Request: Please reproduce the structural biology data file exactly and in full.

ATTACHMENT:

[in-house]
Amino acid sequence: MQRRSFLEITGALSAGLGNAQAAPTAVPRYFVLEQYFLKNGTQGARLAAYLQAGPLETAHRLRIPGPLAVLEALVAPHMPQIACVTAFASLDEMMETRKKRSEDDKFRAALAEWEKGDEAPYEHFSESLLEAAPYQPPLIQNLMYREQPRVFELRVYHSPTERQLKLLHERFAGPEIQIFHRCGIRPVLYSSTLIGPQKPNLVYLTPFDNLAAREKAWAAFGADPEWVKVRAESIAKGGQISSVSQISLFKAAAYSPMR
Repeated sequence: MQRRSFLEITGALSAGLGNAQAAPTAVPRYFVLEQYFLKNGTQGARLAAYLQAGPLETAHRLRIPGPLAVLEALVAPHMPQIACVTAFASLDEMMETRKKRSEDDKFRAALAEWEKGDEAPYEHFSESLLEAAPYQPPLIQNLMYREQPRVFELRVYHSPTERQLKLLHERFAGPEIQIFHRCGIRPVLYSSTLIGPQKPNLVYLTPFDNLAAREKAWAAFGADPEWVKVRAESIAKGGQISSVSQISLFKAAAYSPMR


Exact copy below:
[in-house]
Amino acid sequence: MQRRSFLEITGALSAGLGNAQAAPTAVPRYFVLEQYFLKNGTQGARLAAYLQAGPLETAHRLRIPGPLAVLEALVAPHMPQIACVTAFASLDEMMETRKKRSEDDKFRAALAEWEKGDEAPYEHFSESLLEAAPYQPPLIQNLMYREQPRVFELRVYHSPTERQLKLLHERFAGPEIQIFHRCGIRPVLYSSTLIGPQKPNLVYLTPFDNLAAREKAWAAFGADPEWVKVRAESIAKGGQISSVSQISLFKAAAYSPMR
Repeated sequence: MQRRSFLEITGALSAGLGNAQAAPTAVPRYFVLEQYFLKNGTQGARLAAYLQAGPLETAHRLRIPGPLAVLEALVAPHMPQIACVTAFASLDEMMETRKKRSEDDKFRAALAEWEKGDEAPYEHFSESLLEAAPYQPPLIQNLMYREQPRVFELRVYHSPTERQLKLLHERFAGPEIQIFHRCGIRPVLYSSTLIGPQKPNLVYLTPFDNLAAREKAWAAFGADPEWVKVRAESIAKGGQISSVSQISLFKAAAYSPMR